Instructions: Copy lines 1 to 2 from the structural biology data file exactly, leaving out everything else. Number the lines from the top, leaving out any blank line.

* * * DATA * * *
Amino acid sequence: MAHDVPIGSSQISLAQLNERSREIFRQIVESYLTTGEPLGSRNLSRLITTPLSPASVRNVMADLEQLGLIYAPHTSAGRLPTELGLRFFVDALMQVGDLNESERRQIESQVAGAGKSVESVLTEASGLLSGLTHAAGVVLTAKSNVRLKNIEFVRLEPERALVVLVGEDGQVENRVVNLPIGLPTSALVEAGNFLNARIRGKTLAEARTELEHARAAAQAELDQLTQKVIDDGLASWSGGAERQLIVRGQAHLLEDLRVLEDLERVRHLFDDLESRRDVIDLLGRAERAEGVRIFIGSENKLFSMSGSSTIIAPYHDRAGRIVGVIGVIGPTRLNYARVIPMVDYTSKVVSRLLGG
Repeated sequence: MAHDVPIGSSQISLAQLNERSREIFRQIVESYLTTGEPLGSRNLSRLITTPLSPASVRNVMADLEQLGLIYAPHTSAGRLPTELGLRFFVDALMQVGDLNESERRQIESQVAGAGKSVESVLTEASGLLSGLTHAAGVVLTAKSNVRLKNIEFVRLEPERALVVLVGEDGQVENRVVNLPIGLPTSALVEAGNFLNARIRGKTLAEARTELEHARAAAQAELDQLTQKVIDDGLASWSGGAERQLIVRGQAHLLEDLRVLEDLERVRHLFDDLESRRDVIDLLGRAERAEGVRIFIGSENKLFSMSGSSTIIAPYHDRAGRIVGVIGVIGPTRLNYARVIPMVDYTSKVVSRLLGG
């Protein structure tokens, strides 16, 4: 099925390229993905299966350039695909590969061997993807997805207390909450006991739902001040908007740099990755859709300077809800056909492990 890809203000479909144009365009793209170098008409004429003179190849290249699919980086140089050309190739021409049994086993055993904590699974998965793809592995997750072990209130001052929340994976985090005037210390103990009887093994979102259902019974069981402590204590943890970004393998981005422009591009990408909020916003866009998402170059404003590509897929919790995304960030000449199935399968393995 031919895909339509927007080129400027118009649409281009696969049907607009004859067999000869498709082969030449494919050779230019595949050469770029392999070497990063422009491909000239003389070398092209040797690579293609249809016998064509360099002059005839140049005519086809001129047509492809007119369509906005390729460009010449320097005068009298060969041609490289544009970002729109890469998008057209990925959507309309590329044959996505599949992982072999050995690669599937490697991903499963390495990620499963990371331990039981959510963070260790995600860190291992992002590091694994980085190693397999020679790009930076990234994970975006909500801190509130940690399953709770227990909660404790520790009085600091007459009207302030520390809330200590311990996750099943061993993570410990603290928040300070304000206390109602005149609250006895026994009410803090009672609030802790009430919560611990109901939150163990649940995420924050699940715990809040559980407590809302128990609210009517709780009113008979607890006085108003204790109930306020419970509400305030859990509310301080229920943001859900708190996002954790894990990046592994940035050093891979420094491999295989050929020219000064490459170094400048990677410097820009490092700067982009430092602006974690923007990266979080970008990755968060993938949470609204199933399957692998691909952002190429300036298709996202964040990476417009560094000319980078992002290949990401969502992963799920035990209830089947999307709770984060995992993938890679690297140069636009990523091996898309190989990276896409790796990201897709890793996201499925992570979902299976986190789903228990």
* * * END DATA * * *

Amino acid sequence: MAHDVPIGSSQISLAQLNERSREIFRQIVESYLTTGEPLGSRNLSRLITTPLSPASVRNVMADLEQLGLIYAPHTSAGRLPTELGLRFFVDALMQVGDLNESERRQIESQVAGAGKSVESVLTEASGLLSGLTHAAGVVLTAKSNVRLKNIEFVRLEPERALVVLVGEDGQVENRVVNLPIGLPTSALVEAGNFLNARIRGKTLAEARTELEHARAAAQAELDQLTQKVIDDGLASWSGGAERQLIVRGQAHLLEDLRVLEDLERVRHLFDDLESRRDVIDLLGRAERAEGVRIFIGSENKLFSMSGSSTIIAPYHDRAGRIVGVIGVIGPTRLNYARVIPMVDYTSKVVSRLLGG
Repeated sequence: MAHDVPIGSSQISLAQLNERSREIFRQIVESYLTTGEPLGSRNLSRLITTPLSPASVRNVMADLEQLGLIYAPHTSAGRLPTELGLRFFVDALMQVGDLNESERRQIESQVAGAGKSVESVLTEASGLLSGLTHAAGVVLTAKSNVRLKNIEFVRLEPERALVVLVGEDGQVENRVVNLPIGLPTSALVEAGNFLNARIRGKTLAEARTELEHARAAAQAELDQLTQKVIDDGLASWSGGAERQLIVRGQAHLLEDLRVLEDLERVRHLFDDLESRRDVIDLLGRAERAEGVRIFIGSENKLFSMSGSSTIIAPYHDRAGRIVGVIGVIGPTRLNYARVIPMVDYTSKVVSRLLGG